No school district can be all charismatic leaders and super-teachers. It can't start from scratch, and it can't fire all its teachers and principals when students do poorly. Great charter schools can only serve a tiny minority of students. Whether we like it or not, most of our youngsters will continue to be educated in mainstream public schools.
The good news, as David L. Kirp reveals in Improbable Scholars, is that there's a sensible way to rebuild public education and close the achievement gap for all students. Indeed, this is precisely what's happening in a most unlikely place: Union City, New Jersey, a poor, crowded Latino community just across the Hudson from Manhattan. The school district--once one of the worst in the state--has ignored trendy reforms in favor of proven game-changers like quality early education, a word-soaked curriculum, and hands-on help for teachers. When beneficial new strategies have emerged, like using sophisticated data-crunching to generate pinpoint assessments to help individual students, they have been folded into the mix.
The results demand that we take notice--from third grade through high school, Union City scores on the high-stakes state tests approximate the statewide average. In other words, these inner-city kids are achieving just as much as their suburban cousins in reading, writing, and math. What's even more impressive, nearly ninety percent of high school students are earning their diplomas and sixty percent of them are going to college. Top students are winning national science awards and full rides at Ivy League universities. These schools are not just good places for poor kids. They are good places for kids, period.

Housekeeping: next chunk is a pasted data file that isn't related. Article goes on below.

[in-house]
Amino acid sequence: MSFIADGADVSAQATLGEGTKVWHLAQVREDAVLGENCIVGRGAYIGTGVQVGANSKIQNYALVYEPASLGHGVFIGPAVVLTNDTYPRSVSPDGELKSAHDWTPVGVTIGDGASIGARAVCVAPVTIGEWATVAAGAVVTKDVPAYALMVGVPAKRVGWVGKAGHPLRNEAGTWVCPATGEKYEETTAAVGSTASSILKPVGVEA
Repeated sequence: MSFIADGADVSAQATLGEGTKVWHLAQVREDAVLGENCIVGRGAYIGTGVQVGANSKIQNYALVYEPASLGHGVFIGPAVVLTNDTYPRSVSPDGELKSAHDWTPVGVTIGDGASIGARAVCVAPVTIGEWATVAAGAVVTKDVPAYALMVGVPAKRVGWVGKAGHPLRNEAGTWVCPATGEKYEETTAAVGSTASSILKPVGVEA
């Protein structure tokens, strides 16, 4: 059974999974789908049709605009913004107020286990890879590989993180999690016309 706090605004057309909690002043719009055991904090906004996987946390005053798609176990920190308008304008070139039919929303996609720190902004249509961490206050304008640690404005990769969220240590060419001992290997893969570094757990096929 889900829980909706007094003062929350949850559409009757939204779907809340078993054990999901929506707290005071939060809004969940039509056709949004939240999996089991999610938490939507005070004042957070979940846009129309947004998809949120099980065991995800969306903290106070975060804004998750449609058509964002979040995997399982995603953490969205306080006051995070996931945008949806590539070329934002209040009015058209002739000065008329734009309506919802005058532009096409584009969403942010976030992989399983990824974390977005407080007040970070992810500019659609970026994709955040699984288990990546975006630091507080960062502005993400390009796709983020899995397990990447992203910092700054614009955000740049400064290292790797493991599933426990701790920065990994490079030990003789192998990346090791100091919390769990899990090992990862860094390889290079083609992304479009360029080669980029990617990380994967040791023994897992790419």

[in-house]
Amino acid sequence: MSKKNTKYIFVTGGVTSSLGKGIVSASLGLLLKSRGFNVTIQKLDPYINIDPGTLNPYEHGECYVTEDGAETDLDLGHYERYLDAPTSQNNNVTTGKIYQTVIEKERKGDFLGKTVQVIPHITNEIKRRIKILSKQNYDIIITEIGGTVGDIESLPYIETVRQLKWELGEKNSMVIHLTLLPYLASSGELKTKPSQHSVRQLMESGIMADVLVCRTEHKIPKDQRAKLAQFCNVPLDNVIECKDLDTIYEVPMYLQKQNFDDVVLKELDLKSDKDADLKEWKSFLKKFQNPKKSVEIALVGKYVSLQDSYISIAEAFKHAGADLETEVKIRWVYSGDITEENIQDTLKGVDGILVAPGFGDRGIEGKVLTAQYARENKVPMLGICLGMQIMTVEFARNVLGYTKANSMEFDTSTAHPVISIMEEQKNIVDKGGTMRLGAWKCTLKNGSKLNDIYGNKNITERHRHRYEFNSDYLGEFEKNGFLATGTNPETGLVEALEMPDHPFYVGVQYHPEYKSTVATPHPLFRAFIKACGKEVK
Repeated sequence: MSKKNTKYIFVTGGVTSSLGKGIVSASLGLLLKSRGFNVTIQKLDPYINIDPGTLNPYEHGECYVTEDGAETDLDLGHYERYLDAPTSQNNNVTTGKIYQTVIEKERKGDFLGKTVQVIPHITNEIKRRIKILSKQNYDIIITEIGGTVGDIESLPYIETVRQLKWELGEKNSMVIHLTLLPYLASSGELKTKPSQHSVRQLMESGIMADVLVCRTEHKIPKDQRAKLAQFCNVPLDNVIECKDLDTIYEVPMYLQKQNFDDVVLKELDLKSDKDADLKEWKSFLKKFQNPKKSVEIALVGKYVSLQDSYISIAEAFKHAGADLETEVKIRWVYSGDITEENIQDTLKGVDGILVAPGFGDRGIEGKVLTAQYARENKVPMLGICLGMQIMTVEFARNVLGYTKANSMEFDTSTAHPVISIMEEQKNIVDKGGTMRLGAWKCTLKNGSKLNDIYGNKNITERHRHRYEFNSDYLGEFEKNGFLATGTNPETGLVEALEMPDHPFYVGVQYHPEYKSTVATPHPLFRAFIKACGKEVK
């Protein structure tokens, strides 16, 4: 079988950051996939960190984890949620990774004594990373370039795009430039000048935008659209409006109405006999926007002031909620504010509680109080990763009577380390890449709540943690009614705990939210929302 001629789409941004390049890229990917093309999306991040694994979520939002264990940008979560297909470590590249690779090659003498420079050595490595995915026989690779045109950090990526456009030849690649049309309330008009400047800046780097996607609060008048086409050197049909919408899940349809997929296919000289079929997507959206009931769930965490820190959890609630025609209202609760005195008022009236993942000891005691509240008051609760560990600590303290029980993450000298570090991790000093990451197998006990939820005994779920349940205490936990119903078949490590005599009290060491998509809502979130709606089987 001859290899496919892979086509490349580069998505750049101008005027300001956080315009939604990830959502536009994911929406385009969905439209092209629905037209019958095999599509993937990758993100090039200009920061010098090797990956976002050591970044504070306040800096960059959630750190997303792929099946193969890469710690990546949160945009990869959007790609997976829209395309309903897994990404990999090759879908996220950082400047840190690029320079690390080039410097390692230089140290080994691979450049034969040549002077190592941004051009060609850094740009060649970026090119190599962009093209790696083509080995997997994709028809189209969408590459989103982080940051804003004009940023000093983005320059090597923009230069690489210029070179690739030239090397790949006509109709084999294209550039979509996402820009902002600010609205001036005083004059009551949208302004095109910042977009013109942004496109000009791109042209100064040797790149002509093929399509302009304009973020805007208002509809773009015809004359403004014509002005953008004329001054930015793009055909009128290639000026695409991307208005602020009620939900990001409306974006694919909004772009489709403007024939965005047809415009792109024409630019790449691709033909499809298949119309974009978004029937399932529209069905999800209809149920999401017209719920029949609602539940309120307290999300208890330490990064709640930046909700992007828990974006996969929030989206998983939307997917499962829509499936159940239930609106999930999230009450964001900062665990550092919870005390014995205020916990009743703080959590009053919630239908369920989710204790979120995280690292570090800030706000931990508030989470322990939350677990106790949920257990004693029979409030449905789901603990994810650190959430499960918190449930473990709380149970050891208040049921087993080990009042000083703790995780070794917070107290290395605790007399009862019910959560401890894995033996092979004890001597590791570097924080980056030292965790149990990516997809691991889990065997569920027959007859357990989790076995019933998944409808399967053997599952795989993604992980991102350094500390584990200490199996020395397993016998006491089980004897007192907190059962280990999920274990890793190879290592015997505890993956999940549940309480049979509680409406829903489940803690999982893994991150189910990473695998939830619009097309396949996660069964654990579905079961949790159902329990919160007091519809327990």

Improbable Scholars offers a playbook--not a prayer book--for reform that will dramatically change our approach to reviving public education.
About the Author
David L. Kirp
, a nationally-known education expert, is James D. Marver Professor of Public Policy at the Goldman School of Public Policy at the University of California at Berkeley. In seventeen books and scores of articles in newspapers and magazines, including the New York Times
, Los Angeles Times
, The Nation, American Prospect
, and the Atlantic
, as well as in leading academic journals, he has covered the education waterfront from cradle to college. After the 2008 election, he served on President Obama's Transition Team.
Table of Contents
Introduction: High Stakes
Chapter 1 The Pie: Room 210, George Washington Elementary School
Chapter 2 New Kids on the Block: George Washington Elementary School
Chapter 3 Gruntwork: The System-Builders
Chapter 4 The Magic Kingdom: Preschool for All
Chapter 5 Mother Theresa meets Mayor Daley: Good Schools = Smart Politics
Chapter 6 Can These Eagles Soar?: Union City High School
Chapter 7 Where Fun Comes to Die (And Be Reborn): George Washington Elementary School -- Reprise
Chapter 8: The Odyssey Continues: Union City School System, One Year Later
Chapter 9: What Union City Has To Teach America: Nationwide, Slow and Steady Wins the Race